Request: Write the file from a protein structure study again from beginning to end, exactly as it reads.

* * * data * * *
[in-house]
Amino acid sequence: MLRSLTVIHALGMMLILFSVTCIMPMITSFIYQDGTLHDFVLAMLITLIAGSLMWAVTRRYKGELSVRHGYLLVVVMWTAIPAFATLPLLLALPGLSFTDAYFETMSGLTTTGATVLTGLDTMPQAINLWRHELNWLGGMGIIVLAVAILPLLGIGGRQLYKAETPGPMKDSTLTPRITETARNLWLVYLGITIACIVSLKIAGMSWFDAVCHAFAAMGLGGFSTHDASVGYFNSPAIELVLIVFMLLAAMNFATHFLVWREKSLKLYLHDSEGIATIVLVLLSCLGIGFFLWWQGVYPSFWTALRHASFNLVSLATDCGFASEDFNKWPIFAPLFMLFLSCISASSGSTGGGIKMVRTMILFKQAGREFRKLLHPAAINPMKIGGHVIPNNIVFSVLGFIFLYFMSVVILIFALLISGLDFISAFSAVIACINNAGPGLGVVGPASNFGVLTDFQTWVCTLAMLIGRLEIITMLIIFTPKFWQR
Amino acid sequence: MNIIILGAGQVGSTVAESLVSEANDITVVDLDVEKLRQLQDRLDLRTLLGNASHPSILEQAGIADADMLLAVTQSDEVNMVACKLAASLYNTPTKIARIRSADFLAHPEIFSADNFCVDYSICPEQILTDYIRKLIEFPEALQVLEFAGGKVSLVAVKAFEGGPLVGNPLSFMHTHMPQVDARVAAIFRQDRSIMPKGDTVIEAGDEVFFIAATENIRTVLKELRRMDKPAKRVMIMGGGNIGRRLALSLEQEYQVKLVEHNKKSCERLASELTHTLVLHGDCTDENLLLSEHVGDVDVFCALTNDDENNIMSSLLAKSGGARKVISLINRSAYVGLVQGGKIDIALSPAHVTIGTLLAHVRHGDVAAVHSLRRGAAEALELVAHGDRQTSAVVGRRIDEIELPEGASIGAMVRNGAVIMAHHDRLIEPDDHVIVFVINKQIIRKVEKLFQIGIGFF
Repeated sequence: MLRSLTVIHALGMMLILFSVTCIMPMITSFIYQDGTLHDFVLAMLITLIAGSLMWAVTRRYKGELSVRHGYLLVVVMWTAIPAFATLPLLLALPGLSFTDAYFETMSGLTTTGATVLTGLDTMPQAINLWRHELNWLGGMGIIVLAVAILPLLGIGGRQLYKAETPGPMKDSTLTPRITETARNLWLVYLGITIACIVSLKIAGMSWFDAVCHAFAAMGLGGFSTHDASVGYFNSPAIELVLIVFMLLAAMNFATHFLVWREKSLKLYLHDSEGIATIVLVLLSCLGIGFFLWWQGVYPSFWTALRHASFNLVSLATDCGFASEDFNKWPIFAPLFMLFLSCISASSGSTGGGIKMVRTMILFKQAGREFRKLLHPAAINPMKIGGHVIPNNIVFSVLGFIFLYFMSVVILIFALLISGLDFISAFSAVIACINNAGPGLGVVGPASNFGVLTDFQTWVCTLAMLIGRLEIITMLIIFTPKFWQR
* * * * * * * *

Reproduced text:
[in-house]
Amino acid sequence: MLRSLTVIHALGMMLILFSVTCIMPMITSFIYQDGTLHDFVLAMLITLIAGSLMWAVTRRYKGELSVRHGYLLVVVMWTAIPAFATLPLLLALPGLSFTDAYFETMSGLTTTGATVLTGLDTMPQAINLWRHELNWLGGMGIIVLAVAILPLLGIGGRQLYKAETPGPMKDSTLTPRITETARNLWLVYLGITIACIVSLKIAGMSWFDAVCHAFAAMGLGGFSTHDASVGYFNSPAIELVLIVFMLLAAMNFATHFLVWREKSLKLYLHDSEGIATIVLVLLSCLGIGFFLWWQGVYPSFWTALRHASFNLVSLATDCGFASEDFNKWPIFAPLFMLFLSCISASSGSTGGGIKMVRTMILFKQAGREFRKLLHPAAINPMKIGGHVIPNNIVFSVLGFIFLYFMSVVILIFALLISGLDFISAFSAVIACINNAGPGLGVVGPASNFGVLTDFQTWVCTLAMLIGRLEIITMLIIFTPKFWQR
Amino acid sequence: MNIIILGAGQVGSTVAESLVSEANDITVVDLDVEKLRQLQDRLDLRTLLGNASHPSILEQAGIADADMLLAVTQSDEVNMVACKLAASLYNTPTKIARIRSADFLAHPEIFSADNFCVDYSICPEQILTDYIRKLIEFPEALQVLEFAGGKVSLVAVKAFEGGPLVGNPLSFMHTHMPQVDARVAAIFRQDRSIMPKGDTVIEAGDEVFFIAATENIRTVLKELRRMDKPAKRVMIMGGGNIGRRLALSLEQEYQVKLVEHNKKSCERLASELTHTLVLHGDCTDENLLLSEHVGDVDVFCALTNDDENNIMSSLLAKSGGARKVISLINRSAYVGLVQGGKIDIALSPAHVTIGTLLAHVRHGDVAAVHSLRRGAAEALELVAHGDRQTSAVVGRRIDEIELPEGASIGAMVRNGAVIMAHHDRLIEPDDHVIVFVINKQIIRKVEKLFQIGIGFF
Repeated sequence: MLRSLTVIHALGMMLILFSVTCIMPMITSFIYQDGTLHDFVLAMLITLIAGSLMWAVTRRYKGELSVRHGYLLVVVMWTAIPAFATLPLLLALPGLSFTDAYFETMSGLTTTGATVLTGLDTMPQAINLWRHELNWLGGMGIIVLAVAILPLLGIGGRQLYKAETPGPMKDSTLTPRITETARNLWLVYLGITIACIVSLKIAGMSWFDAVCHAFAAMGLGGFSTHDASVGYFNSPAIELVLIVFMLLAAMNFATHFLVWREKSLKLYLHDSEGIATIVLVLLSCLGIGFFLWWQGVYPSFWTALRHASFNLVSLATDCGFASEDFNKWPIFAPLFMLFLSCISASSGSTGGGIKMVRTMILFKQAGREFRKLLHPAAINPMKIGGHVIPNNIVFSVLGFIFLYFMSVVILIFALLISGLDFISAFSAVIACINNAGPGLGVVGPASNFGVLTDFQTWVCTLAMLIGRLEIITMLIIFTPKFWQR